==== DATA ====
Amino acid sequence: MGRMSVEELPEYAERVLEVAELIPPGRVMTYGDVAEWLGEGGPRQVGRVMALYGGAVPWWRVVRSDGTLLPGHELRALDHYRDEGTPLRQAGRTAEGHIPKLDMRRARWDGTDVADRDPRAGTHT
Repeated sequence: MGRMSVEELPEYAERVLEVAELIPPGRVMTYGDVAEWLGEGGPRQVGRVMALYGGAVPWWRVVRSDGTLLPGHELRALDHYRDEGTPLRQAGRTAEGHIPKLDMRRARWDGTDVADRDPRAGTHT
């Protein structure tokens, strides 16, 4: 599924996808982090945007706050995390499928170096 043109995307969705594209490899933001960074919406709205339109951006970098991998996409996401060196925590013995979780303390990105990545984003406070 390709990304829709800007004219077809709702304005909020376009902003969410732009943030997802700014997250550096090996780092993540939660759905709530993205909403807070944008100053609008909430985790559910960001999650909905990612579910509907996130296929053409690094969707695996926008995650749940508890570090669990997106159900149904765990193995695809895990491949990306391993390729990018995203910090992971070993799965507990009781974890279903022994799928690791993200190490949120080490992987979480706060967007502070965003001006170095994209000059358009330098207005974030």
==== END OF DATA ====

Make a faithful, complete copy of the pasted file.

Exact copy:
Amino acid sequence: MGRMSVEELPEYAERVLEVAELIPPGRVMTYGDVAEWLGEGGPRQVGRVMALYGGAVPWWRVVRSDGTLLPGHELRALDHYRDEGTPLRQAGRTAEGHIPKLDMRRARWDGTDVADRDPRAGTHT
Repeated sequence: MGRMSVEELPEYAERVLEVAELIPPGRVMTYGDVAEWLGEGGPRQVGRVMALYGGAVPWWRVVRSDGTLLPGHELRALDHYRDEGTPLRQAGRTAEGHIPKLDMRRARWDGTDVADRDPRAGTHT
């Protein structure tokens, strides 16, 4: 599924996808982090945007706050995390499928170096 043109995307969705594209490899933001960074919406709205339109951006970098991998996409996401060196925590013995979780303390990105990545984003406070 390709990304829709800007004219077809709702304005909020376009902003969410732009943030997802700014997250550096090996780092993540939660759905709530993205909403807070944008100053609008909430985790559910960001999650909905990612579910509907996130296929053409690094969707695996926008995650749940508890570090669990997106159900149904765990193995695809895990491949990306391993390729990018995203910090992971070993799965507990009781974890279903022994799928690791993200190490949120080490992987979480706060967007502070965003001006170095994209000059358009330098207005974030």